Hozuki’s Coolheadedness (Hoozuki no Reitetsu) is a manga about Hozuki, an oni (demon or ogre) and his daily life in Hell. Its anime adaptation aired in 2014, and the second season will air from October 2017 in Japan.
The story takes place in the Japanese version of Hell, therefore its characters are figures from Japanese folklore and ghost stories, as well as from various overseas mythologies. In this article, I’m going to talk about the characters from Hozuki’s Coolheadedness and Japanese culture!
The Setting: Hell
The concept of Hell for the Japanese is heavily influenced by Buddhism.
Buddhist believes that after death, the fate of humans are determined by the king of Hell, Enma, and those who committed a crime in life, whether it was murder or theft, are sent to Hell to atone for their crimes. They experience torment which may differ in degrees of severity and the places where they receive said torment depends on the seriousness of their crimes.
The lyrics in the opening song of the first season of the anime series include the names of the 8 Hells. Each character of Hozuki’s Coolheadedness is working at one of them. They are called ‘the Eight Greater Hells’ and each hell is further divided into smaller sections.
Although the King of Hell, Enma, is commonly depicted with a scary facial expression, he has a gentle personality and a cute look in the anime.
The deceased in the Buddhist hell won’t suffer eternally. They will be reborn after they have completed their atonement, according to the Buddhism believe of reincarnation. Buddhism thought divides the world into six realms including the human realm where we live, the hell realm, and a heaven-like place, the god realm. Each realm is part of the bigger ‘wheel of life’ and every being is in this circle of transmigration, therefore there is no concept of life after death in Buddhism.
The Workplaces Where the Characters are Employed
In the Buddhist Hell, a role to punish humans, gokusotsu in Japanese, is handled by demons. The protagonist, Hozuki, and other Hell employees are mostly demons. However, there are some animals and characters from Japanese folklore working in Hell, such as Momotaro, a monkey, a dog, and a pheasant.
Momotaro is one of the best known folk tales in Japan, in which a hero named Momotaro exterminates ogres. However, in Hozuki no Reitetsu, Momotaro fails to exterminate ogres in hell due to Hozuki’s intervention. He then cleans up his act and finds a job in heaven. His attendants (a monkey, a dog, and a pheasant) are assigned to Fukisho Hell, a hell for people who bullied animals, within Toukatsu Jigoku, which is a hell for people who killed living creatures.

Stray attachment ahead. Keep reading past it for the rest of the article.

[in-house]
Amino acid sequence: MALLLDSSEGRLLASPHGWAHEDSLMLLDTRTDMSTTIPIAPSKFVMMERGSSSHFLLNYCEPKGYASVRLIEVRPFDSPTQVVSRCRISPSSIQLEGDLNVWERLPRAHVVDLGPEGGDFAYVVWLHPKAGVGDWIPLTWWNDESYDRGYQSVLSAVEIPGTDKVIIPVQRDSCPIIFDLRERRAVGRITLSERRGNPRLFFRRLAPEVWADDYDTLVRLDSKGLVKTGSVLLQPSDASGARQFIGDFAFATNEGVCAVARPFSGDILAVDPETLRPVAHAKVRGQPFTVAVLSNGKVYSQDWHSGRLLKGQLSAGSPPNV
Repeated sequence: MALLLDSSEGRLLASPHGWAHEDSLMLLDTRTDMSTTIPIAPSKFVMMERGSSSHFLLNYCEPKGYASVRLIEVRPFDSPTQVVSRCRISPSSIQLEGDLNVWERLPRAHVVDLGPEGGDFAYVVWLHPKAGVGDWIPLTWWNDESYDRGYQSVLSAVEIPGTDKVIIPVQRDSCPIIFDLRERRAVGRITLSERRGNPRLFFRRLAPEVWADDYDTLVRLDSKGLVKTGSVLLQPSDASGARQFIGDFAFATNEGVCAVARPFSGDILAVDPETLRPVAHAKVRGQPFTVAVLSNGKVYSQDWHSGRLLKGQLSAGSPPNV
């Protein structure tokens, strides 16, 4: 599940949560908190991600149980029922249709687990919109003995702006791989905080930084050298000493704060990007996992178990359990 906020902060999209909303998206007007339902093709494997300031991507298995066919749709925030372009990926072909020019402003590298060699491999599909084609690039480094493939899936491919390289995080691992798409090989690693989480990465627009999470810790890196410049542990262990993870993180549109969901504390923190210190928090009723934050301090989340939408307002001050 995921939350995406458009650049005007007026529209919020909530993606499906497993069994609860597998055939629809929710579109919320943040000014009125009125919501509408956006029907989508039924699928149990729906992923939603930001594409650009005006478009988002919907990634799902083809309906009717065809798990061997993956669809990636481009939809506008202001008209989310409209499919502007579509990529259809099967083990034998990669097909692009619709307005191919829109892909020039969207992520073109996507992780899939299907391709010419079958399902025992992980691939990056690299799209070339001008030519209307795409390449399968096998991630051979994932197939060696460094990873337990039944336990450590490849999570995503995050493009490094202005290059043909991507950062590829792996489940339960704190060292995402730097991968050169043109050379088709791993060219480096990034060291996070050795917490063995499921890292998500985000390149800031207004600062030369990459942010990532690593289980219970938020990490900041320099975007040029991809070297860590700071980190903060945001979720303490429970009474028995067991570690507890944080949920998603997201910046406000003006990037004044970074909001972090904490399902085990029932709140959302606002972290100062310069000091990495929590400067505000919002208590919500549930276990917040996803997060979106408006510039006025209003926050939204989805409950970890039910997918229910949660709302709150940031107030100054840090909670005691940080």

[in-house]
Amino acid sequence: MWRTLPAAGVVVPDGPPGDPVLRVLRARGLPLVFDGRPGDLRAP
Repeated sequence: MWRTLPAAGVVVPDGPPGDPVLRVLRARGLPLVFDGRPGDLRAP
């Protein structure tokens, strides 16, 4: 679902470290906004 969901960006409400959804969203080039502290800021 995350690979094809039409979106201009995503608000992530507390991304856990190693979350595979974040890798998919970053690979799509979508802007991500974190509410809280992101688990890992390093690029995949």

A rabbit from another folktale, Kachi-Kachi Mountain, also works in Hell. In the tale, a rabbit takes revenge on a villainous racoon dog which killed an old lady who took care of the rabbit. Despite its cute looks, the rabbit still has a grudge against the racoon dog and works in Nyohichuda-sho in Daikyokan Jigoku, which is a hell for liars.
There are more characters from Japanese folklore tales and ghost stories, including Kintaro who works as a bodyguard and Issun-boushi who works as a caretaker.
Karauri, Nasubi, and Obon
Among the employees in Hell, there are two recruits called Karauri and Nasubi.
Karauri is an old Japanese word for a cucumber and nasubi means eggplant. The names of the two are deeply related to a traditional summer event in Japan called Obon. This event is a religious custom to pray for one’s ancestors. It is believed that ancestors come back to our world for 4 days in the middle of August (although the dates vary greatly depending on the region in Japan), and people visit the graves of their ancestors with lanterns to guide their spirits back home on the first day, and on the last day they light fires at the entrance of their houses to send them back.
During this period, the doors of household altars are closed and Shoryo-dana, which literally means an altar for spirits, is placed to welcome ancestors. People make little horses and cows with cucumbers and eggplants, and place them among other offerings on the altar. The horse means ‘we’d like our ancestors to ride a horse to visit us fast’ and the cow means ‘we’d like our ancestors ride a cow to go back slowly.’
In the anime, Obon is called by its formal name, Urabon, and is depicted as a period when the deceased in Hell are relieved of their punishments. For the employees, it’s a period for a summer holiday and a night festival. The holiday ends at midnight and they have to bring back the deceased who haven’t come back to Hell.
I still remember that I was so scared and even cried when I read a book about Hell in my childhood. Hell is commonly depicted as a terrifying and cruel place. However, in this anime Hell is a workplace as any other and the daily lives in Hell are depicted with a lot of humor.
Hell is not as Scary Here…
Many characters from Japanese folklore stories and legends, as well as characters from overseas mythologies appear in Hozuki’s Coolheadedness. Watch this anime or read the manga if you are interested in Japanese culture!